Create an account

Opening an account with Naturewatch allows you to buy items from our online shop.

Member Type:


Join the Naturewatch mailing list
Be kept informed of events, campaigns and news.
We will never send you spam or share your details.

Not got an account?   Register here Login
Return to login Forgot password?
banner

Problems with dangerous dogs

Guest blog by George Eustice, MP

The select committee of which I am a member produced a report recommending a major shake-up of legislation relating to dogs and, most important of all, a new focus on tackling irresponsible breeders of dogs.

The problem is huge and has been getting worse. The number of stray dogs picked up each year now stands at 120,000. Hospital admissions for dog-related attacks have doubled in the last ten years to over 6,000 and there has been a sharp increase in attacks on guide dogs. Meanwhile, the number of illegal dog fights reported to the RSPCA jumped to over 300 last year and the number of so-called "status dogs" seized by the Metropolitan Police now stands at over 1,000 a year.

The problem is out of control and is being driven by a trend or fashion among young men involved in gangs to have an aggressive dog by their side. Many also think they can make a lot of money by raising puppies among popular "status dog" breeds such as mastiffs and Staffordshire bull terriers but they often don't know what they are doing and do not give the puppies the care they need. Puppies need to be socialised and treated well in the first months of their life. If they get a bad or neglectful start, they will often not recover. All too often, people buy puppies that have not been looked after properly and then, when they become fully grown, the owners find that they are unable to handle them so they just abandon them. Speak to any dog charity and they will tell you that they are inundated by abandoned Staffordshire bull terriers. Because of the way they were treated as puppies, they are often judged unsuitable to re-home with families so, in many cases, they have to be put down. It is an appalling tragedy and high time tougher action was taken.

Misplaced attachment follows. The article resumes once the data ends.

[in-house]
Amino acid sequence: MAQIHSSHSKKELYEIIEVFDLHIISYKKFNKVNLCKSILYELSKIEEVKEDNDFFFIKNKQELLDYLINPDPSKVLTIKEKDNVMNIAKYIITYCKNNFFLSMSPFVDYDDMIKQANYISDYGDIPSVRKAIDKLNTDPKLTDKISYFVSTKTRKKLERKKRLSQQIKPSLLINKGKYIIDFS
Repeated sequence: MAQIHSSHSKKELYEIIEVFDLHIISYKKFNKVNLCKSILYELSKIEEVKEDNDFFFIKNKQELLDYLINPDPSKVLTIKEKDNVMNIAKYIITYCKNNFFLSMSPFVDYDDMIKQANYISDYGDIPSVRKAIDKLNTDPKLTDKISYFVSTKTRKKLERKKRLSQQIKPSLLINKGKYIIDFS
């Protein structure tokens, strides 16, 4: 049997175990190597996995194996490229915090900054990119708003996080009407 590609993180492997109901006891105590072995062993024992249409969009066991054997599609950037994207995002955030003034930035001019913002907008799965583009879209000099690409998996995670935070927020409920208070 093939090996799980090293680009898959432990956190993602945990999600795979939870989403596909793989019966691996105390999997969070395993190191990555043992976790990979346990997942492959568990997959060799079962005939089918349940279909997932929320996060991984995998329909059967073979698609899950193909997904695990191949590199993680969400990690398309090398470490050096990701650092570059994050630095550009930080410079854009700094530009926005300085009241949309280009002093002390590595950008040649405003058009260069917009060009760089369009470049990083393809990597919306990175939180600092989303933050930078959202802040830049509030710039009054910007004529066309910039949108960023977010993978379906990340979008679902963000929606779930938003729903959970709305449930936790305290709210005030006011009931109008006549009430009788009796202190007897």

The first thing we need to do is change the law so that an attack on a guide dog is regarded in law as an aggravated offence and similar to a dog attack on an individual. At the moment there is a lack of protection in the law to do anything about such attacks but they cause huge distress to the blind or deaf people who depend on their guide dogs.

Secondly, we need to tackle back-street breeders of status dogs by requiring anyone breeding more than two litters of puppies in a year to be licensed with the local authority. At the moment the law allows people to breed up to five litters of puppies a year (roughly 50 dogs) without any kind of regulation and they are often neglected or even trained to be aggressive.

Let's crack down on these terrible back-street breeders.

Thirdly, we need to make sure the courts have the sanctions they need to take action against irresponsible dog owners and have the power to ban people from breeding dogs. The introduction of Dog Control Notices similar to those used in Scotland would allow a broader range of sanctions which can be tailored to an individual case.

Finally, we need to do something about the ease with which people can buy puppies on the internet. Websites like Gum Tree have a lot to answer for because many of the pets advertised have not been treated properly. We need to get a clear code of conduct in place so that bad breeders are driven out of business.


Source:  http://www.thisiscornwall.co.uk/CO

George Eustice is a British Conservative Party politician, who was elected at the 2010 general election as the Member of Parliament for Camborne and Redruth.